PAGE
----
Bay Area prepares for much-needed rain, which will clear out smoky air

Bay Area

Word of rain returning to the Bay Area brings much-needed relief from the smoke that has lingered now for a couple of weeks.

Also, our dry vegetation can use a good drenching.

People in the Bay Area are preparing for a downpour.

The air isn’t fresh in the Bay Area, but taking a deep breath Tuesday was much less irritating than it has been for nearly two weeks.

Joel Smith in Walnut Creek is taking advantage of the break in the weather to get a little yard work done.

“The rain will be welcome to clear away the smoke,” Smith said.

Smith lives near Howe-Homestead Park. That is one of five locations Walnut Creek has turned into free sandbag stations.

“They don’t have no shovel here,” resident Bob Chin said.

Rain is expected overnight, but Chin fears his home could experience some flooding.

So, he packed a few bags of sand in the Larkey Park parking lot.

“My pipe is all backed up,” Chin said. “Any water will overflow my sewage. So, that’s why I’m doing it.”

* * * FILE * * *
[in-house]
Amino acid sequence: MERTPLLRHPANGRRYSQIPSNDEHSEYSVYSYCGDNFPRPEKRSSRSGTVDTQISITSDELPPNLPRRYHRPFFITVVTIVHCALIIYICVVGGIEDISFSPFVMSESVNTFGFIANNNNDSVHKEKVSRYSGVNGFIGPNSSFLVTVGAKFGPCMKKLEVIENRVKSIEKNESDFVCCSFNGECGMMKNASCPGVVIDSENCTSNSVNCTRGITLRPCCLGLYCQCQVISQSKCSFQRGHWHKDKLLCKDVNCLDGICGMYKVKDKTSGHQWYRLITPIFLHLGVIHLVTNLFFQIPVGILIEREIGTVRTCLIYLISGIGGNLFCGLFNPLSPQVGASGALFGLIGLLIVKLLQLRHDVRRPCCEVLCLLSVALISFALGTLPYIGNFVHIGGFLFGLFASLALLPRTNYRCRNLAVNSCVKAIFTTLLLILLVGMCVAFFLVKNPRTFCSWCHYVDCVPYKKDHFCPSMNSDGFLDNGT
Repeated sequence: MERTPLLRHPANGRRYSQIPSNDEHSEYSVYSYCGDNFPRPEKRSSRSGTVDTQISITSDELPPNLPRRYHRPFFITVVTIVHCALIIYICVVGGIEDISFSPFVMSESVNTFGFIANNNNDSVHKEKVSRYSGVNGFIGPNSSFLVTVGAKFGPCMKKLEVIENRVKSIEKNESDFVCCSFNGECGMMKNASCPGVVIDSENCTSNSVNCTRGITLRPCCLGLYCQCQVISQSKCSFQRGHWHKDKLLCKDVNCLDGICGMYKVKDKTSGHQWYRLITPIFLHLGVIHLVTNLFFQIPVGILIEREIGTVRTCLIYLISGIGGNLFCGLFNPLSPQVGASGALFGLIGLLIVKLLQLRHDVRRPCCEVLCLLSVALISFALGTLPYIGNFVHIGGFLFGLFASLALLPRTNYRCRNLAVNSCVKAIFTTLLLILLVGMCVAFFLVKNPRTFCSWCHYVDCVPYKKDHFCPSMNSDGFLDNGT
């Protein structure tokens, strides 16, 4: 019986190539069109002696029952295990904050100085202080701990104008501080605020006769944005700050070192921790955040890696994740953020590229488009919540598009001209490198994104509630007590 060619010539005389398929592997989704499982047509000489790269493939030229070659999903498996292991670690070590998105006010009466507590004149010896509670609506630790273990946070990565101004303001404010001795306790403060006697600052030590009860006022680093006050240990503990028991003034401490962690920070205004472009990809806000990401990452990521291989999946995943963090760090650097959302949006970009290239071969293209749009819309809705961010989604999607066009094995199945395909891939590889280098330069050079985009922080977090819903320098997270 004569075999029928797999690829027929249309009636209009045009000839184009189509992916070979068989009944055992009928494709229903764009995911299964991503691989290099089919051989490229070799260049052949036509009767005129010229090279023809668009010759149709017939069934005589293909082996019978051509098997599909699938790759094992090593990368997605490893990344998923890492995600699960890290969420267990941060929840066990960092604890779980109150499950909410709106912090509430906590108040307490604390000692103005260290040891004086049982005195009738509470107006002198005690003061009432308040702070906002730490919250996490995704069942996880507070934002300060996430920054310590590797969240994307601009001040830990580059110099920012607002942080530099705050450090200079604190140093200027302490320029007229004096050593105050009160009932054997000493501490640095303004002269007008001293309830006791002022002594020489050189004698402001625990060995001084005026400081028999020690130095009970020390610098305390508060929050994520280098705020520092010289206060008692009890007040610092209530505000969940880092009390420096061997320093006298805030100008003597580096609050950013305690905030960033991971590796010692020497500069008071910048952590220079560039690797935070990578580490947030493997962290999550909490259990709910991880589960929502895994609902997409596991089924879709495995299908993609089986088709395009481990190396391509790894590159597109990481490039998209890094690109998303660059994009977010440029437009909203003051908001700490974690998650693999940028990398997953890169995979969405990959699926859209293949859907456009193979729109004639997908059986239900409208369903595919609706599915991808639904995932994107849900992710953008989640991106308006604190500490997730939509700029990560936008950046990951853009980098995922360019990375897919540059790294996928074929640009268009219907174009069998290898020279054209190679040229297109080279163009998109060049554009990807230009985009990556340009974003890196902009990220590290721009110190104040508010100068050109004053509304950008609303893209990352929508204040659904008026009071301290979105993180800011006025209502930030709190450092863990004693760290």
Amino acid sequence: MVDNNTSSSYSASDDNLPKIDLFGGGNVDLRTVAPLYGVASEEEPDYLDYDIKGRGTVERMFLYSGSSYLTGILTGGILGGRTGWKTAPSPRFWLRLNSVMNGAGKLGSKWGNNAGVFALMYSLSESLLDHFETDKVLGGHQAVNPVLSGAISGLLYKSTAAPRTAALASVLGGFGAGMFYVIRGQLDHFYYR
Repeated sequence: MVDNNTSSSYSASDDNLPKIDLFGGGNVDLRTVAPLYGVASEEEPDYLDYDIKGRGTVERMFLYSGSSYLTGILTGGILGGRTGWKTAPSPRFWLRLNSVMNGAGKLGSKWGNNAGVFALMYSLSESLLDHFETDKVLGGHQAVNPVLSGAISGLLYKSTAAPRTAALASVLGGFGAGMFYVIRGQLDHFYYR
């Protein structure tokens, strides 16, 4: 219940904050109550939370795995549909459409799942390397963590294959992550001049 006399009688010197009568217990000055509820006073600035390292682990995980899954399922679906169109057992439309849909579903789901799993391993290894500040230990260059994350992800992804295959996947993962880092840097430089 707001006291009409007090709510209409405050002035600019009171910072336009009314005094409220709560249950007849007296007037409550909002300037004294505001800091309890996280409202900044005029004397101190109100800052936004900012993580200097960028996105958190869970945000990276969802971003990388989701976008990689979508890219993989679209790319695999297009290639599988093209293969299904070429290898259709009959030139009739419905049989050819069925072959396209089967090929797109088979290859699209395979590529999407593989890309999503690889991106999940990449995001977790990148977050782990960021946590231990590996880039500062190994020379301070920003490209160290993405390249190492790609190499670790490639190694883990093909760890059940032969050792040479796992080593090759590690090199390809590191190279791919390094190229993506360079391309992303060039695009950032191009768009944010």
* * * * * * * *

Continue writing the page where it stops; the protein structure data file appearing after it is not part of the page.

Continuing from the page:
There are also concerns about the particulate matter from the smoke and the possibility of it causing health problems by contaminating our drinking water.

“The drinking water systems do filter out these types of pollutants and toxins,” San Francisco Baykeeper Executive Director Sejal Choksi-Chugh said.

The San Francisco Baykeeper advocates for keeping the bay waters clean and safe.

“It’s really a concern for air quality,” Choksi-Chugh said.

Where the problem lies, she says, is with the runoff into our storm drains that feed into our creeks, rivers and the bay.

“A lot of pollution has accumulated on our street surfaces, and as soon as it starts raining, we are concerned that that pollution, the oil from our cars, the trash that collects on our streets, the fertilizers and pesticides that we’ve applied on our lawns over the summer–that stuff will wash off and get into the storm drains,” Choksi-Chugh said.

The Baykeeper recommends waiting three days after a rain event before getting into any body of water.



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